Two Way Hard Three | Las Vegas Casino & Design Blog

January 16, 2007

Hotel and Casino Observations from Macau: January 2007

Posted by Hunter

Thanks again to Chris, our friend in Hong Kong, who checks in frequently with new info on progress in Macau. Keep reading after the jump to get the latest on everyone's favorite S.A.R.

Updates on the Sands, Galaxy, Cotai, the condo market and more.

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* There is simply no way that Crown Macau will open on April 28 as announced. There are just too many parts of the building that appear nowhere close to completion for them to finish both the building and the interior fit-out to a high degree of quality, train staff, iron out any wrinkles and be ready to open and operate to a self-proclaimed "6 star" standard in 3 and a half months. The end of Q2 is also very ambitious.

* They are still at the piling / foundation stage for City of Dreams.

* Other than the Four Seasons site (which seems to now be moving beyond foundation work to the early stages of structural work), progress on the other LVS sites still appears to be negligible.

* I hear that there will be a second tower at Galaxy Starworld identical to the first tower, to be built in the space immediately behind the first tower. Foundation work is already well-advanced.

* The main floor of the Sands was absolutely heaving with people when we visited at about 2pm on Saturday. It was impossible to walk through some areas there were so many people. The Sands hotel tower is now roughly 30 stories high.

* Apartment prices in Macau continue to rise. In Taipa, prices of remaining apartments at "The Manhattan" (by far the best quality development in Taipa – and perhaps the only international standard development to date, though only small in scale with 175 apartments) range from roughly US$385 to US$500 per square foot depending on the floor. They are holding back on sales of the "south tower" - wouldn't be surprised if the whole block is sold to a fund.

* New mass-produced and decidedly average apartments nearby (ie, those at the Shun Tak "Nova Taipa" development) are selling for an average of around US$300 psf. On the Macau peninsula, there is almost nothing new selling for less than US$250 psf, with prices for new decent quality apartments generally ranging from US$250 to around US$400 psf.

* At the top end of the residential property market, "One Central" (which will be adjacent to MGM Grand, but not scheduled for completion until late 2009) is selling for up to US$800 psf and some agents firmly believe that prices in the secondary market (yes, there is a strong secondary market for yet-to-be-completed apartments) could reach HK$10,000 or roughly US$1300 psf this year. This is likely to be the most relevant benchmark used by LVS when it commences sales of its own apartments. Apart from The Manhattan, there are no new residential developments due for completion in Taipa prior to the opening of Crown and the Venetian, so it probably isn't a stretch for LVS to look towards the high end of its price expectations when it starts sales (in their investor presentations they have pegged US$1400 as the high end).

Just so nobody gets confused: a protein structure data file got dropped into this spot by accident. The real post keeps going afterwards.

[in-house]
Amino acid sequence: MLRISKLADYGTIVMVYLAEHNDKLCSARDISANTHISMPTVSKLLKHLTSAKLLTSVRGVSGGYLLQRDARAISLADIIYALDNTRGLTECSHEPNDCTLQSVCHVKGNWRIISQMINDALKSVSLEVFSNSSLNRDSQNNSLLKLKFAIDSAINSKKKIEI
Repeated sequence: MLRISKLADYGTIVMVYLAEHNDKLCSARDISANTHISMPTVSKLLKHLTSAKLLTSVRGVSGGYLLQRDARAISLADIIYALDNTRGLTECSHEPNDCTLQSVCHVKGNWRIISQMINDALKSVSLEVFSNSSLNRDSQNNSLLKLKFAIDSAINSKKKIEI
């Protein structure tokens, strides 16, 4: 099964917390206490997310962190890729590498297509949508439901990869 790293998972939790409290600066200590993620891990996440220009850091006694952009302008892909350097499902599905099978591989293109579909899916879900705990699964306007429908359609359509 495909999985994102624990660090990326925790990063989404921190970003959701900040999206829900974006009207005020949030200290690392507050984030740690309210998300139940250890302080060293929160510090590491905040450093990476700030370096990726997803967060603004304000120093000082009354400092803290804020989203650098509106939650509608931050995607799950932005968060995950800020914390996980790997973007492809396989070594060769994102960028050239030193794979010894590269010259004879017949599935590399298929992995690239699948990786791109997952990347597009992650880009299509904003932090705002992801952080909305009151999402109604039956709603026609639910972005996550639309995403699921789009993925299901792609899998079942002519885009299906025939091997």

* Am wondering what's going to happen to the existing Mandarin Oriental once the new Mandarin Oriental (part of the "Once Central" development) opens in 2009. Stanley Ho owns the current Mandarin Oriental, and it sits on a prime site right next to the Sands.


Read archived comments (4 so far)
January 17, 2007 2:33 PM Posted by Mike E

Chris, thanks for the updates.

I distinctly remember my parents asking me some 18 months ago what I thought was an excellent investment opportunity and my response was Macau real estate. They blew me off. Sigh...

January 17, 2007 10:56 PM Posted by Bert

Thanks Chris for the update!

There is definitely a huge slowdown in construction in Macau! The main problem is getting qualified high level contractors of which there are few, and even getting them from China or other parts in Asia is difficult as using them causes costs to skyrocket as Crown Macau and Venetian Macau have found out.

Crown Macau will open on April 28, but it will be a soft one with the casino opening first. They may open some parts of the hotel, but expect the full completion would not be until Q4.

Wynn Macau and Galaxy Grand Waldo also have the same problem as they still have contractors fitting out some floors of hotel rooms. This is pretty standard now, as there aren't just not enough contractors! In fact Wynn Macau had to delay Phase two to Q-3 for the same reason.

The Grand Lisboa is doing the same thing, having a soft opening planned for February 16, where only the casino will open. MGM Grand Macau also is facing delays and cost overruns and cannot see them opening until late Q-4.

The City of Dreams is still a risk as the Macau Government has still not released the site, so progress right now is very slow!

It has already been rumored that the existing Mandarin Oriental will be turned into a casino.

As for apartments, they are over-priced, mostly of poor quality and standard, and can see a similar collapse in the market coming as back in 1999-2001 after hand-over. Most locals can't afford them and as usual they are mostly bought by speculators!

February 6, 2007 2:07 PM Posted by detroit1051

Chris in Hong Kong, do you follow gaming suppliers at all? If you do, how are VNX products doing in Macau? VNX has had many problems with it shufflers, but I'm wondering whether things will change now that Melco's Elixir is in the picture. Thanks.

February 6, 2007 6:01 PM Posted by Chris B

Sorry Detroit I've got no idea.